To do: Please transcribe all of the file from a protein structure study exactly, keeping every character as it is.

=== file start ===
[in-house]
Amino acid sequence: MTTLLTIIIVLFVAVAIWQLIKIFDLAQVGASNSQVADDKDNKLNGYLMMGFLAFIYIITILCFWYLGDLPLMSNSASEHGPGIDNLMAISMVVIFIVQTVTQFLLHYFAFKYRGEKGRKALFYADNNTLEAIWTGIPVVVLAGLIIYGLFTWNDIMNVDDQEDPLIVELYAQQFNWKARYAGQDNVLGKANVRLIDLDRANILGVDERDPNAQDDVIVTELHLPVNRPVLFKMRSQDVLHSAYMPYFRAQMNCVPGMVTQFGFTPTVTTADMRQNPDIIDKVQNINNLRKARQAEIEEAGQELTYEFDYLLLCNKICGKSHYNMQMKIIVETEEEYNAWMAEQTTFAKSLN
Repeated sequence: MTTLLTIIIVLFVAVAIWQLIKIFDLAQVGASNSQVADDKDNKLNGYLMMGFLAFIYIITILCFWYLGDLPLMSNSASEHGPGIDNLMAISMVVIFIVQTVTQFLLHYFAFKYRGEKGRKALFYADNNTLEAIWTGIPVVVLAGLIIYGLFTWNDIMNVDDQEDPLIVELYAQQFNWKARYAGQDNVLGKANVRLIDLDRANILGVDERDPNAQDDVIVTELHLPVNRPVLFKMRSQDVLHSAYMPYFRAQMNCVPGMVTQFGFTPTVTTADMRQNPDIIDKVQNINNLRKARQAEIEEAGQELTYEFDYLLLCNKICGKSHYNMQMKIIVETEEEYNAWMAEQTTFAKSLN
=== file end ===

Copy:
[in-house]
Amino acid sequence: MTTLLTIIIVLFVAVAIWQLIKIFDLAQVGASNSQVADDKDNKLNGYLMMGFLAFIYIITILCFWYLGDLPLMSNSASEHGPGIDNLMAISMVVIFIVQTVTQFLLHYFAFKYRGEKGRKALFYADNNTLEAIWTGIPVVVLAGLIIYGLFTWNDIMNVDDQEDPLIVELYAQQFNWKARYAGQDNVLGKANVRLIDLDRANILGVDERDPNAQDDVIVTELHLPVNRPVLFKMRSQDVLHSAYMPYFRAQMNCVPGMVTQFGFTPTVTTADMRQNPDIIDKVQNINNLRKARQAEIEEAGQELTYEFDYLLLCNKICGKSHYNMQMKIIVETEEEYNAWMAEQTTFAKSLN
Repeated sequence: MTTLLTIIIVLFVAVAIWQLIKIFDLAQVGASNSQVADDKDNKLNGYLMMGFLAFIYIITILCFWYLGDLPLMSNSASEHGPGIDNLMAISMVVIFIVQTVTQFLLHYFAFKYRGEKGRKALFYADNNTLEAIWTGIPVVVLAGLIIYGLFTWNDIMNVDDQEDPLIVELYAQQFNWKARYAGQDNVLGKANVRLIDLDRANILGVDERDPNAQDDVIVTELHLPVNRPVLFKMRSQDVLHSAYMPYFRAQMNCVPGMVTQFGFTPTVTTADMRQNPDIIDKVQNINNLRKARQAEIEEAGQELTYEFDYLLLCNKICGKSHYNMQMKIIVETEEEYNAWMAEQTTFAKSLN